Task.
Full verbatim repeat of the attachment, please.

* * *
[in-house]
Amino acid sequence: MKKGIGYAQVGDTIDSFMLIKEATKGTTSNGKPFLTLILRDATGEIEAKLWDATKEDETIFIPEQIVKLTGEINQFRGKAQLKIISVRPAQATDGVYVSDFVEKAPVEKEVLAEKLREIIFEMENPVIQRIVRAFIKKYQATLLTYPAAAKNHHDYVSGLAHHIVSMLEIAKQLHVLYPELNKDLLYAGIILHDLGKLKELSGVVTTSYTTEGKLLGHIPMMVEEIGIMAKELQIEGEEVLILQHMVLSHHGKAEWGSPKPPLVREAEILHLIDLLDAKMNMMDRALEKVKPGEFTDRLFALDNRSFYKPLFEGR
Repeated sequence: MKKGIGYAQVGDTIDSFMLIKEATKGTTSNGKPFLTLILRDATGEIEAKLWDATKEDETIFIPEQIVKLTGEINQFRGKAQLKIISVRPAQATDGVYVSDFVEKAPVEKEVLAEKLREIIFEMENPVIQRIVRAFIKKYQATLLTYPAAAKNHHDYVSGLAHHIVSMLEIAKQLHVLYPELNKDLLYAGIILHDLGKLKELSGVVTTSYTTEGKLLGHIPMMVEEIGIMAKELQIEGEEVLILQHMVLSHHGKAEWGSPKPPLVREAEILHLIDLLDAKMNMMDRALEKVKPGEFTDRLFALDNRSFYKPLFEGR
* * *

[in-house]
Amino acid sequence: MKKGIGYAQVGDTIDSFMLIKEATKGTTSNGKPFLTLILRDATGEIEAKLWDATKEDETIFIPEQIVKLTGEINQFRGKAQLKIISVRPAQATDGVYVSDFVEKAPVEKEVLAEKLREIIFEMENPVIQRIVRAFIKKYQATLLTYPAAAKNHHDYVSGLAHHIVSMLEIAKQLHVLYPELNKDLLYAGIILHDLGKLKELSGVVTTSYTTEGKLLGHIPMMVEEIGIMAKELQIEGEEVLILQHMVLSHHGKAEWGSPKPPLVREAEILHLIDLLDAKMNMMDRALEKVKPGEFTDRLFALDNRSFYKPLFEGR
Repeated sequence: MKKGIGYAQVGDTIDSFMLIKEATKGTTSNGKPFLTLILRDATGEIEAKLWDATKEDETIFIPEQIVKLTGEINQFRGKAQLKIISVRPAQATDGVYVSDFVEKAPVEKEVLAEKLREIIFEMENPVIQRIVRAFIKKYQATLLTYPAAAKNHHDYVSGLAHHIVSMLEIAKQLHVLYPELNKDLLYAGIILHDLGKLKELSGVVTTSYTTEGKLLGHIPMMVEEIGIMAKELQIEGEEVLILQHMVLSHHGKAEWGSPKPPLVREAEILHLIDLLDAKMNMMDRALEKVKPGEFTDRLFALDNRSFYKPLFEGR